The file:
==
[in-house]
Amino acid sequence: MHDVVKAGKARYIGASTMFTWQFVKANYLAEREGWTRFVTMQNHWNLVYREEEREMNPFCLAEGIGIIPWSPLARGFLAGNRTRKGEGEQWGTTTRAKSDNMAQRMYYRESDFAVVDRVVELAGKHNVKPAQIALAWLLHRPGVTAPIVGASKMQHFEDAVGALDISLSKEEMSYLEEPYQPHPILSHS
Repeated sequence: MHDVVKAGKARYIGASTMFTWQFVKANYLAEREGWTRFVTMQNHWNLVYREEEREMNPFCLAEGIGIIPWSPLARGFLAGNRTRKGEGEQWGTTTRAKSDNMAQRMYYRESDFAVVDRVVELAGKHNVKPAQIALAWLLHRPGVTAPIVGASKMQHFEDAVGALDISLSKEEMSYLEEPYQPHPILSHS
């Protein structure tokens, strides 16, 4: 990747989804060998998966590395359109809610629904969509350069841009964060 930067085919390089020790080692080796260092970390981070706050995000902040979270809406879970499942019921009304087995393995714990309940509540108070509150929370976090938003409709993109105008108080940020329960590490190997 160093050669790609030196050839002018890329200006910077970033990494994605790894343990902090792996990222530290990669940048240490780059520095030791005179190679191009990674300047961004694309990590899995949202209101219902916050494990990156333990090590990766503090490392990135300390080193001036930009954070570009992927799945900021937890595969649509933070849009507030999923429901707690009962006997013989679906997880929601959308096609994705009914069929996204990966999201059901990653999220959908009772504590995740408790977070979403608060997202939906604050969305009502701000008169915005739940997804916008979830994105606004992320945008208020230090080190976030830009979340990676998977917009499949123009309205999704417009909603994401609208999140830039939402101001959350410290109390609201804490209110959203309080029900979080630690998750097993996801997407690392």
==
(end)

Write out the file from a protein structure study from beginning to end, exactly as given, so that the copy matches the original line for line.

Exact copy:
[in-house]
Amino acid sequence: MHDVVKAGKARYIGASTMFTWQFVKANYLAEREGWTRFVTMQNHWNLVYREEEREMNPFCLAEGIGIIPWSPLARGFLAGNRTRKGEGEQWGTTTRAKSDNMAQRMYYRESDFAVVDRVVELAGKHNVKPAQIALAWLLHRPGVTAPIVGASKMQHFEDAVGALDISLSKEEMSYLEEPYQPHPILSHS
Repeated sequence: MHDVVKAGKARYIGASTMFTWQFVKANYLAEREGWTRFVTMQNHWNLVYREEEREMNPFCLAEGIGIIPWSPLARGFLAGNRTRKGEGEQWGTTTRAKSDNMAQRMYYRESDFAVVDRVVELAGKHNVKPAQIALAWLLHRPGVTAPIVGASKMQHFEDAVGALDISLSKEEMSYLEEPYQPHPILSHS
């Protein structure tokens, strides 16, 4: 990747989804060998998966590395359109809610629904969509350069841009964060 930067085919390089020790080692080796260092970390981070706050995000902040979270809406879970499942019921009304087995393995714990309940509540108070509150929370976090938003409709993109105008108080940020329960590490190997 160093050669790609030196050839002018890329200006910077970033990494994605790894343990902090792996990222530290990669940048240490780059520095030791005179190679191009990674300047961004694309990590899995949202209101219902916050494990990156333990090590990766503090490392990135300390080193001036930009954070570009992927799945900021937890595969649509933070849009507030999923429901707690009962006997013989679906997880929601959308096609994705009914069929996204990966999201059901990653999220959908009772504590995740408790977070979403608060997202939906604050969305009502701000008169915005739940997804916008979830994105606004992320945008208020230090080190976030830009979340990676998977917009499949123009309205999704417009909603994401609208999140830039939402101001959350410290109390609201804490209110959203309080029900979080630690998750097993996801997407690392």